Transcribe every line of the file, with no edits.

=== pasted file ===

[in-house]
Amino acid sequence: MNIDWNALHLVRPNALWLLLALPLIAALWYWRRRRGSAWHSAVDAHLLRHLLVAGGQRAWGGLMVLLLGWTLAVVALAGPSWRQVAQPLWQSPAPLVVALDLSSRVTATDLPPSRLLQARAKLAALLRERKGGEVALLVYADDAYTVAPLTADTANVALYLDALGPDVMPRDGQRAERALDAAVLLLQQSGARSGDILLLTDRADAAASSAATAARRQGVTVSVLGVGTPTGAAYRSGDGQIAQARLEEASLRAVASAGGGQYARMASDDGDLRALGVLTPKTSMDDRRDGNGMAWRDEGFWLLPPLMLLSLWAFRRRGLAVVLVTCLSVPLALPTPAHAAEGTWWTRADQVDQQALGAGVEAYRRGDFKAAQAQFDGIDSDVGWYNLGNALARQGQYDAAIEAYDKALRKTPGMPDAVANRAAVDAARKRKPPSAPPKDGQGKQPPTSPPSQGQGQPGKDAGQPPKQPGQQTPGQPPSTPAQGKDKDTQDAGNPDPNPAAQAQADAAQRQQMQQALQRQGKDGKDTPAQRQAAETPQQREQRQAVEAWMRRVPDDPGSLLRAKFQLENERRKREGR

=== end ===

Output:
[in-house]
Amino acid sequence: MNIDWNALHLVRPNALWLLLALPLIAALWYWRRRRGSAWHSAVDAHLLRHLLVAGGQRAWGGLMVLLLGWTLAVVALAGPSWRQVAQPLWQSPAPLVVALDLSSRVTATDLPPSRLLQARAKLAALLRERKGGEVALLVYADDAYTVAPLTADTANVALYLDALGPDVMPRDGQRAERALDAAVLLLQQSGARSGDILLLTDRADAAASSAATAARRQGVTVSVLGVGTPTGAAYRSGDGQIAQARLEEASLRAVASAGGGQYARMASDDGDLRALGVLTPKTSMDDRRDGNGMAWRDEGFWLLPPLMLLSLWAFRRRGLAVVLVTCLSVPLALPTPAHAAEGTWWTRADQVDQQALGAGVEAYRRGDFKAAQAQFDGIDSDVGWYNLGNALARQGQYDAAIEAYDKALRKTPGMPDAVANRAAVDAARKRKPPSAPPKDGQGKQPPTSPPSQGQGQPGKDAGQPPKQPGQQTPGQPPSTPAQGKDKDTQDAGNPDPNPAAQAQADAAQRQQMQQALQRQGKDGKDTPAQRQAAETPQQREQRQAVEAWMRRVPDDPGSLLRAKFQLENERRKREGR